Piezoelectricity is the electric charge that accumulates in certain solid materials in response to applied mechanical stress.
Mechanical stress is a measure of internal resistance exhibited by a body or material when an external force is applied to it.
Piezoelectric materials can be used in floor tiles to generate electricity from human walking, or on roads, where the weight from the vehicles can power road lights and signals.
In their study, published in the journal Engineering Reports, the research team have numerically studied piezoelectric materials — materials that interconvert mechanical energy and electrical energy.
They have proposed a new arrangement to enhance the electrical output of these materials when subjected to stress.
“Piezoelectric materials can generate electrical energy when a force is applied on them, and are thus extremely useful,” Rajeev Kumar, Associate Professor, School of Engineering, IIT Mandi, said in a statement.
“We have developed a technique known as “graded poling” to enhance the power output of piezoelectric materials by more than 100 times”, study researcher Dr. Rahul Vaish.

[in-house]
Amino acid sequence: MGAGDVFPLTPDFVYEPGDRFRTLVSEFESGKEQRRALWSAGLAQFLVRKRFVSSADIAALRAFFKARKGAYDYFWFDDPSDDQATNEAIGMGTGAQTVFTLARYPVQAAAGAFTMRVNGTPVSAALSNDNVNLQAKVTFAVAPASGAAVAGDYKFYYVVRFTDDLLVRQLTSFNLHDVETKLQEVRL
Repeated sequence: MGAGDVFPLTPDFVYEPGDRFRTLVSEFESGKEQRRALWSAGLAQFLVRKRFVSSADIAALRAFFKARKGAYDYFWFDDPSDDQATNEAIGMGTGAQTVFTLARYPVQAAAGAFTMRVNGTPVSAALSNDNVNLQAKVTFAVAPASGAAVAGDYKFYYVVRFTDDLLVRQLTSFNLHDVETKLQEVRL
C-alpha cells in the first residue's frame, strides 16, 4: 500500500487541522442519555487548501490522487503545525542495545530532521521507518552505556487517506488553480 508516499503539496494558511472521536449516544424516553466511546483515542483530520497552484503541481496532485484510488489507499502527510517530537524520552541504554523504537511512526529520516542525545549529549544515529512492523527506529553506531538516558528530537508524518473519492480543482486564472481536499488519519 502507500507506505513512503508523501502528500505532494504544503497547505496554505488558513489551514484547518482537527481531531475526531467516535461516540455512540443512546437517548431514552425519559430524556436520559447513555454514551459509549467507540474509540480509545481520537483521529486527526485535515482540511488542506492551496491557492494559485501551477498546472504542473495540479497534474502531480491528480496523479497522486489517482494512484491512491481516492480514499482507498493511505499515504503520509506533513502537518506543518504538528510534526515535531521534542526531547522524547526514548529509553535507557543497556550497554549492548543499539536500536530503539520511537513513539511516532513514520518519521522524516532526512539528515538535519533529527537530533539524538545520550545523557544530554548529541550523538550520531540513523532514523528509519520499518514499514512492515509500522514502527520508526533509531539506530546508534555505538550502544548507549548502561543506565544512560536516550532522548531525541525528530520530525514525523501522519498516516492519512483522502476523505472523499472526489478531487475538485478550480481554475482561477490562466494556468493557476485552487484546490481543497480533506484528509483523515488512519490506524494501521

The researchers have used numerical techniques to utilize multiple mechanical stresses — bending, compressive and tensile stresses at the top and bottom of the piezoelectric cantilever beams and shear stresses in the mid-section — in order to significantly improve the electrical output.
The results of this study possible through the graded poling technique offers incentive for researchers to develop actual piezoelectric designs that implement the graded poling technique so that the applications can be realised.
The researchers recommend possible steps to achieve these designs in practice, such as partially connecting the right face of the sample to ground and top faces being applied with anelectric potential.
The promise of generation of higher amounts of electrical energy from mechanical movement can potentially enable applications in which smart devices can be powered simply by human motion, the team said.
Other applications could include generating power from the soles of footwear equipped with these materials.
According to the researchers, piezoelectric materials can do the reverse as well generate mechanical motion in response to electrical energy.